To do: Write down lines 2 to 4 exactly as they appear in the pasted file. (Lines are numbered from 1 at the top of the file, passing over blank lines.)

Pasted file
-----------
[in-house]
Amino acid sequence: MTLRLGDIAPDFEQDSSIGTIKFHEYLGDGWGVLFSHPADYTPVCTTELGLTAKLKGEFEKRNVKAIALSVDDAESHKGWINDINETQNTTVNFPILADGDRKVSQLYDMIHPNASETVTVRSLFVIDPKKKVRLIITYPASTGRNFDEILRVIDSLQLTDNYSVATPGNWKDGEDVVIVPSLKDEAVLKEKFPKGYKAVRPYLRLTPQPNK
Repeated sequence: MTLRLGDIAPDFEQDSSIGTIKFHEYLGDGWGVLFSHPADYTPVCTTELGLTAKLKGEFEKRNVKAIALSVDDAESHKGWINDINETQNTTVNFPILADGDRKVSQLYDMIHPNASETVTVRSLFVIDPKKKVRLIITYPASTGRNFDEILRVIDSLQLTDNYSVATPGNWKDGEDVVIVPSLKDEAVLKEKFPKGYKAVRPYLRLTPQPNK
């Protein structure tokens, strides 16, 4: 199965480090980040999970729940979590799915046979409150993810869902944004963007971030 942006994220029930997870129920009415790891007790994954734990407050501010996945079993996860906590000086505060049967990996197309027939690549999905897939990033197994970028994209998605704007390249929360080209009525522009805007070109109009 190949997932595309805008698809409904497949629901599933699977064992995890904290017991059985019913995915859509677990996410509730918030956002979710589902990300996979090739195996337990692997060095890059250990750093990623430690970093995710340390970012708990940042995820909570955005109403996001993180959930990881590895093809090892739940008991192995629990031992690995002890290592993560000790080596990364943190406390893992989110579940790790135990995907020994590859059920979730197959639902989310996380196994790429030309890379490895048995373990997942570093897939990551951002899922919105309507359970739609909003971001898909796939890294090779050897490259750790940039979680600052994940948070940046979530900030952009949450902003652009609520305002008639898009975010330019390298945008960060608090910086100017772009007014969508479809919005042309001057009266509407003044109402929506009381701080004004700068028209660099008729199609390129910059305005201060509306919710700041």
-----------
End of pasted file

Amino acid sequence: MTLRLGDIAPDFEQDSSIGTIKFHEYLGDGWGVLFSHPADYTPVCTTELGLTAKLKGEFEKRNVKAIALSVDDAESHKGWINDINETQNTTVNFPILADGDRKVSQLYDMIHPNASETVTVRSLFVIDPKKKVRLIITYPASTGRNFDEILRVIDSLQLTDNYSVATPGNWKDGEDVVIVPSLKDEAVLKEKFPKGYKAVRPYLRLTPQPNK
Repeated sequence: MTLRLGDIAPDFEQDSSIGTIKFHEYLGDGWGVLFSHPADYTPVCTTELGLTAKLKGEFEKRNVKAIALSVDDAESHKGWINDINETQNTTVNFPILADGDRKVSQLYDMIHPNASETVTVRSLFVIDPKKKVRLIITYPASTGRNFDEILRVIDSLQLTDNYSVATPGNWKDGEDVVIVPSLKDEAVLKEKFPKGYKAVRPYLRLTPQPNK
């Protein structure tokens, strides 16, 4: 199965480090980040999970729940979590799915046979409150993810869902944004963007971030 942006994220029930997870129920009415790891007790994954734990407050501010996945079993996860906590000086505060049967990996197309027939690549999905897939990033197994970028994209998605704007390249929360080209009525522009805007070109109009 190949997932595309805008698809409904497949629901599933699977064992995890904290017991059985019913995915859509677990996410509730918030956002979710589902990300996979090739195996337990692997060095890059250990750093990623430690970093995710340390970012708990940042995820909570955005109403996001993180959930990881590895093809090892739940008991192995629990031992690995002890290592993560000790080596990364943190406390893992989110579940790790135990995907020994590859059920979730197959639902989310996380196994790429030309890379490895048995373990997942570093897939990551951002899922919105309507359970739609909003971001898909796939890294090779050897490259750790940039979680600052994940948070940046979530900030952009949450902003652009609520305002008639898009975010330019390298945008960060608090910086100017772009007014969508479809919005042309001057009266509407003044109402929506009381701080004004700068028209660099008729199609390129910059305005201060509306919710700041």